They're not willing to accommodate Deaf patients: Communication experiences of deaf American Sign Language users in the emergency department

Abstract

Deaf people who use American Sign Language (ASL) are more likely to use the emergency department (ED) than their hearing English-speaking counterparts and are also at higher risk of receiving inaccessible communication. The purpose of this study is to explore the ED communication experience of Deaf patients. A descriptive qualitative study was performed by interviewing 11 Deaf people who had used the ED in the past 2 years. Applying a descriptive thematic analysis, we developed five themes: (1) requesting communication access can be stressful, frustrating, and time-consuming; (2) perspectives and experiences with Video Remote Interpreting (VRI); (3) expectations, benefits, and drawbacks of using on-site ASL interpreters; (4) written and oral communication provides insufficient information to Deaf patients; and (5) ED staff and providers lack cultural sensitivity and awareness towards Deaf patients. Findings are discussed with respect to medical and interpreting ethics to improve ED communication for Deaf patients.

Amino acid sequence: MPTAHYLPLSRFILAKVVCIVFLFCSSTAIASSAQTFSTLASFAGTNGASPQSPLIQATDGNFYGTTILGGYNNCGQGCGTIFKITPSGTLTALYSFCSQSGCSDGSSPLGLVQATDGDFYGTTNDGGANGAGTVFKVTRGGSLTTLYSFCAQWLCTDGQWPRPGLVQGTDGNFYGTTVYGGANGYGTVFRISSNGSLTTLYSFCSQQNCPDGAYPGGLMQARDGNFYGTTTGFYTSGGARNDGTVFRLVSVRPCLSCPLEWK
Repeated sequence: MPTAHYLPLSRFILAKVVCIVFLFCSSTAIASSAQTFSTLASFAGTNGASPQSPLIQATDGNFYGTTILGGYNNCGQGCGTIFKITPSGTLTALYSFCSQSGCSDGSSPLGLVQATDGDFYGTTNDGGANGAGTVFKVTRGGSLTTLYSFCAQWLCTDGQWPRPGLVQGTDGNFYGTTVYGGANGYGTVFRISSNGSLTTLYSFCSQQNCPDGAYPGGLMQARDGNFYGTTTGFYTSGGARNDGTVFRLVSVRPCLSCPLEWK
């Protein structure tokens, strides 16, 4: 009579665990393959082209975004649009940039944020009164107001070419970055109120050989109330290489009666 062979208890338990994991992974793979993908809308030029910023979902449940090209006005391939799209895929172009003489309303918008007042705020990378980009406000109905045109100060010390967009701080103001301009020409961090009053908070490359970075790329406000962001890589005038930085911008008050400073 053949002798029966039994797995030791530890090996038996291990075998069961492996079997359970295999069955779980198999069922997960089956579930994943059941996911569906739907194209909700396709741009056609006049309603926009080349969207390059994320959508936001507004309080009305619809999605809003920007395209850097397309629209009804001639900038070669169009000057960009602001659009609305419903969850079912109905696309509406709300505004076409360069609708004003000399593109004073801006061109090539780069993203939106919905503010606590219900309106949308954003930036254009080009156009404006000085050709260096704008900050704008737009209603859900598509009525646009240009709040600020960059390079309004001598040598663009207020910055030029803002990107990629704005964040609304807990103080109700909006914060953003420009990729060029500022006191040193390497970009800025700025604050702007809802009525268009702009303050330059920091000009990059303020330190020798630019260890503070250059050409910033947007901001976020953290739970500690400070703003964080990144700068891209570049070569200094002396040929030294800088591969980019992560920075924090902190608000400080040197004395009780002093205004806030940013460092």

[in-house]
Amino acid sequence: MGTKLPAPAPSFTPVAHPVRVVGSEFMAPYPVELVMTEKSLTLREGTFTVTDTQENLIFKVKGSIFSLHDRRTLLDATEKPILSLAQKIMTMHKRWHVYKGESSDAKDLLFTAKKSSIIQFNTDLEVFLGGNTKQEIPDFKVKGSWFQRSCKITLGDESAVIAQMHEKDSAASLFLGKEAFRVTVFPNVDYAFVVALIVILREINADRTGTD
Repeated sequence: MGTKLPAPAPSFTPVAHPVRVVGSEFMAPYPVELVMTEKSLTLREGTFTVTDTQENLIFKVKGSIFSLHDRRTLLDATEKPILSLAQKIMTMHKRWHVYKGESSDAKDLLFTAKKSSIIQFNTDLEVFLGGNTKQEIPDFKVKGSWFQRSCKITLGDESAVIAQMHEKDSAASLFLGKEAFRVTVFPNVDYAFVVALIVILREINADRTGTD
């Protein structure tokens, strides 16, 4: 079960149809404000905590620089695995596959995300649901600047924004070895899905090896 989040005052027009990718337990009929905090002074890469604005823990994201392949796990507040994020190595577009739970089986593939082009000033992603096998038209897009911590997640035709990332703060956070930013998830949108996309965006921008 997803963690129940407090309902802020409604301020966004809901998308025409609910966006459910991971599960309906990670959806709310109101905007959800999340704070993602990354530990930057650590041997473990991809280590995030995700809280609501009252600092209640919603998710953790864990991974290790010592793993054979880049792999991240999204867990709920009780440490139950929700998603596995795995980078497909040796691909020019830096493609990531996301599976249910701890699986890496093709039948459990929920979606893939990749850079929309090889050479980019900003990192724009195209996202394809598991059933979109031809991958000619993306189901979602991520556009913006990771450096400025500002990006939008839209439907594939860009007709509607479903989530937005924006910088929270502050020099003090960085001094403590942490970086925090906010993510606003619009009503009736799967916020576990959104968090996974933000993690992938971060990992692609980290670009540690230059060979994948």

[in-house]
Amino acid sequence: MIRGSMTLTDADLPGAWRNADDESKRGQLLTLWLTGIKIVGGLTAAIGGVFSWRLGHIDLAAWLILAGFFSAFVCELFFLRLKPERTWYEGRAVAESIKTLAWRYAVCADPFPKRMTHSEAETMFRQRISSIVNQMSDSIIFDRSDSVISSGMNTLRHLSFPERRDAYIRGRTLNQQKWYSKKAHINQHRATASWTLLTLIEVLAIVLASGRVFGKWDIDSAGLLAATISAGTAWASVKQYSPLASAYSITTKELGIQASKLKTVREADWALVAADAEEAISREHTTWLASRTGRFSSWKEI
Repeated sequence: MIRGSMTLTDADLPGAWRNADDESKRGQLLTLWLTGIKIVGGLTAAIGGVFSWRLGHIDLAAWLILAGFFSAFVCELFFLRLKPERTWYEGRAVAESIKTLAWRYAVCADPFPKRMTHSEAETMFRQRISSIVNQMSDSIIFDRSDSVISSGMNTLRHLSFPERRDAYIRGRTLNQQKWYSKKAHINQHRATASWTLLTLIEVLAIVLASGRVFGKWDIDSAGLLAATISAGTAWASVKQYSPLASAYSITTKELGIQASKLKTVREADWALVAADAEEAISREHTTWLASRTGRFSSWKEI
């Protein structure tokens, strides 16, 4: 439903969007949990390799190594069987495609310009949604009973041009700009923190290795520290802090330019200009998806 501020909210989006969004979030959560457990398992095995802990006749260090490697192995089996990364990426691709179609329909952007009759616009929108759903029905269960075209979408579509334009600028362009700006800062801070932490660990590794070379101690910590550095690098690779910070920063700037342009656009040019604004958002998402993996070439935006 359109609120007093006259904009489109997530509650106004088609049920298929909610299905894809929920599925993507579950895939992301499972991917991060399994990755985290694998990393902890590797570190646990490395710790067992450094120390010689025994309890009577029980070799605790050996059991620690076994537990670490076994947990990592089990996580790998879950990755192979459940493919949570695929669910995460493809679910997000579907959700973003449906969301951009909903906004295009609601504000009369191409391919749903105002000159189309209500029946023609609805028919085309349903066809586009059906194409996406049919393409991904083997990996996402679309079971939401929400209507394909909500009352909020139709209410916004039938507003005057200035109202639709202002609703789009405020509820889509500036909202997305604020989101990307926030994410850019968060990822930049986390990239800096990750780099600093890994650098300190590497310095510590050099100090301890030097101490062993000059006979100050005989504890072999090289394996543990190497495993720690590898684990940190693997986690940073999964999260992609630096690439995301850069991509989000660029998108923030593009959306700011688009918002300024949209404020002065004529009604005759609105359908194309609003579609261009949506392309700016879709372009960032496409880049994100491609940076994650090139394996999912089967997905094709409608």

Publication
Qualitative Health Research

Disclosures

  • Is this paper peer reviewed? This paper is published in the journal Qualitative Health Research. This journal uses double-blind peer review, where the authors and the reviewers do not know each other’s identities.

  • Who paid for this project? This work was supported by funding from the Society for Public Health Education’s Student Fellowship in Patient Engagement, awarded to Tyler G. James.

  • Was this study reviewed by an ethics board? Yes. This study received approval from the University of Florida’s Institutional Review Board.

  • Are there any conflicts of interest? There are no conflicts of interest.

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